The person with a lower body fat level will look like they have a smaller waist even though it’s the exact same size as the other person’s waistline. This is because having a flat stomach, toned abs, and a low body fat percentage all give you the illusion of having a slimmer stomach.
Your height, or, more specifically, your torso length, also affects how slim your 32 inch waistline will look. Having a longer torso rather than a shorter torso will make your waist look slimmer. This is because a 32 in waist constitutes a much smaller part of the overall surface area on a long torso/body than on a short torso/body.
How about a 32.5 inch waist?
A 32.5 inch waist, while obviously bigger than a 32″ waist, is still small in many cases.
For a man, a 32.5 inch waist is definitely still on the slim side. Indeed, many serious weight lifters actually have a 32.5 inch waist.
For a woman, a 32.5 inch waist can still be healthy depending on your height. Scientists who examined the health data of 156,624 women recommend keeping your waist below 35 inches if you’re a female. 
Can you be a model with a 32 inch waist?
Whether or not you can be a model with a 32 inch waist depends on your gender and the type of model you aspire to be.
A 32 inch waist is a normal size for a male fitness model, but it’s much bigger than average for a female catwalk model.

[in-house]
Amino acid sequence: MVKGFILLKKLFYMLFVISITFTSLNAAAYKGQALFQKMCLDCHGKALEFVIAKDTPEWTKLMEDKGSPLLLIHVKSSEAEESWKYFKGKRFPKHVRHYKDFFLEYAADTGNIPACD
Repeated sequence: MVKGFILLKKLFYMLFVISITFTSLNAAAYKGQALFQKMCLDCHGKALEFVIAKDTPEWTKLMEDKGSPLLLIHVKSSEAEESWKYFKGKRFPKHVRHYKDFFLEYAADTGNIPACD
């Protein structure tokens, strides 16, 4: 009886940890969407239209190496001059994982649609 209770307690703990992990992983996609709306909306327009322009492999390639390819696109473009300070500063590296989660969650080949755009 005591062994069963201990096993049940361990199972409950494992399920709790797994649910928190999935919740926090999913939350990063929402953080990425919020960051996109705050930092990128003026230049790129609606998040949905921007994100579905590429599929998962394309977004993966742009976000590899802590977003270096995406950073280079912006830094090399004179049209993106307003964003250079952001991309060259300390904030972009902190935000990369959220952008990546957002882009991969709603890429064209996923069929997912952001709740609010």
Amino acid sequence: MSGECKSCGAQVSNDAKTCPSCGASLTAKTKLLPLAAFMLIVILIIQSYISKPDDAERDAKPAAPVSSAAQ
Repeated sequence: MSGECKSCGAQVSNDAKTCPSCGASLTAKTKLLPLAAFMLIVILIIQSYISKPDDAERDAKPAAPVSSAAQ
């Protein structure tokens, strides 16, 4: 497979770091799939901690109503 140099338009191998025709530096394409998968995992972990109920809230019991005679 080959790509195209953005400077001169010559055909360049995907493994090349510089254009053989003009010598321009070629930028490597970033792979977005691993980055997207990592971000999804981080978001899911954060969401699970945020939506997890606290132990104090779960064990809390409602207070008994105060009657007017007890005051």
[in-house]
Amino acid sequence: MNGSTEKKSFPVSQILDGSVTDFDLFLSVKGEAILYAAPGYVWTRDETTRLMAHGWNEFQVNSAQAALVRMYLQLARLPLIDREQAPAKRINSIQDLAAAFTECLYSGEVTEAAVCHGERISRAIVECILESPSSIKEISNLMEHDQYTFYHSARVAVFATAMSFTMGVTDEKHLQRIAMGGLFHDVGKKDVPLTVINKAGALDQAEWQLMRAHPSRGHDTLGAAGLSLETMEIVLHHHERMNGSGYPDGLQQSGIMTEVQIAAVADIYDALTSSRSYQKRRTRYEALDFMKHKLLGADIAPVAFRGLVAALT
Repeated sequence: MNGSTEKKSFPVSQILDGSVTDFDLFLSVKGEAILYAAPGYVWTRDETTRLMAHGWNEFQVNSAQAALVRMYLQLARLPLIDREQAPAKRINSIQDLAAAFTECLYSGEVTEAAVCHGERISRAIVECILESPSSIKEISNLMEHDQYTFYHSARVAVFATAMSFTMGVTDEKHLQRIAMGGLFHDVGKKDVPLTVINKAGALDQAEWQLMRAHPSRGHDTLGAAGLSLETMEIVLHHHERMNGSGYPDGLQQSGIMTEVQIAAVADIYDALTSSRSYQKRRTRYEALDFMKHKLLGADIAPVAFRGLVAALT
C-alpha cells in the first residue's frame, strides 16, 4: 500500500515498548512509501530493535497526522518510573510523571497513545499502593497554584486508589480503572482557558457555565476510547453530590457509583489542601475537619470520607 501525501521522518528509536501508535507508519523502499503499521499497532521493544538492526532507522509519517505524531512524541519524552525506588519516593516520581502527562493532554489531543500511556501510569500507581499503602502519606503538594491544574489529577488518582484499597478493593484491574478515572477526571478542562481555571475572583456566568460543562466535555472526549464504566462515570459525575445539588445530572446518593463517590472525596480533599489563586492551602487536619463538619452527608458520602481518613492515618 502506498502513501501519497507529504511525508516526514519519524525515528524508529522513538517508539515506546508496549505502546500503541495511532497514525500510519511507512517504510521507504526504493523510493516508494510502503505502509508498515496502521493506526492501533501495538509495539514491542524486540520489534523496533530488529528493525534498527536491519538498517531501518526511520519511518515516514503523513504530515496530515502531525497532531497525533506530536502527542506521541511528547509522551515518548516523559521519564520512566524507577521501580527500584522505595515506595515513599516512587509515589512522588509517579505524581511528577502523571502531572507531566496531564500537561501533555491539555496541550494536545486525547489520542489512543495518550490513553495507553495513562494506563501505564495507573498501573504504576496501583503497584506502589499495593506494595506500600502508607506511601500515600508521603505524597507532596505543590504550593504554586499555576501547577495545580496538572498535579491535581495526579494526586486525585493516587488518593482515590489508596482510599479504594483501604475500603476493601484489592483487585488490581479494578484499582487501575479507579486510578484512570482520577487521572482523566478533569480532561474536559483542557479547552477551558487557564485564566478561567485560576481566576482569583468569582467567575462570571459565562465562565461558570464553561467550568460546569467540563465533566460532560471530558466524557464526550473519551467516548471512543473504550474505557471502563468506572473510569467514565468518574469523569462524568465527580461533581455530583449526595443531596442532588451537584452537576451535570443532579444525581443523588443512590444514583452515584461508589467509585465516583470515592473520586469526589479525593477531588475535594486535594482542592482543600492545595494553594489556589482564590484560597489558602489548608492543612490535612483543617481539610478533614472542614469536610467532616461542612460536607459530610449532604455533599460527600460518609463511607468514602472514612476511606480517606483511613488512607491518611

In our current times, however, there are an increasing number of larger-waisted models finding success in all aspects of modeling. Perhaps the general public can better relate to models who have a bit more meat on them?
Anyway, certain types of modeling, such as lingerie modeling, generally have less strict model requirements.
Brands and agencies are always looking for models of various builds, so there’s no harm in putting yourself out there if you have the confidence.
Conclusion: Is a 32 inch waist big or not?
A 32 inch waist isn’t big for the majority of people, especially not in relation to average American sizes. However, a 32″ waist might be slightly excessive if 32 inches when doubled exceeds your height.
Also, remember that there’s much more to living in good health than merely having a 32 in waist.
Some people have naturally slimmer builds and a 32 inch waistline, but if they eat junk food and live a sedentary lifestyle, then it doesn’t necessarily mean that they’re healthy just because they have a small waist.
- Diabetes UK. (2022). Diabetes risk and waist measurement. https://www.diabetes.org.uk/preventing-type-2-diabetes/waist-measurement
- del Zotto, M., Framorando, D., & Pegna, A. J. (2018). Waist‐to‐hip ratio affects female body attractiveness and modulates early brain responses. European Journal of Neuroscience, 52(11), 4490–4498. https://doi.org/10.1111/ejn.14209
- Searing, L. (2019, August 5). The Big Number: 35 inch or larger waist size linked to increased health risks in older women. The Washington Post. https://www.washingtonpost.com/health/the-big-number-35-inch-or-larger-waist-size-linked-to-increased-health-risks-in-older-women/2019/08/02/d52ed66c-afe1-11e9-8e77-03b30bc29f64_story.html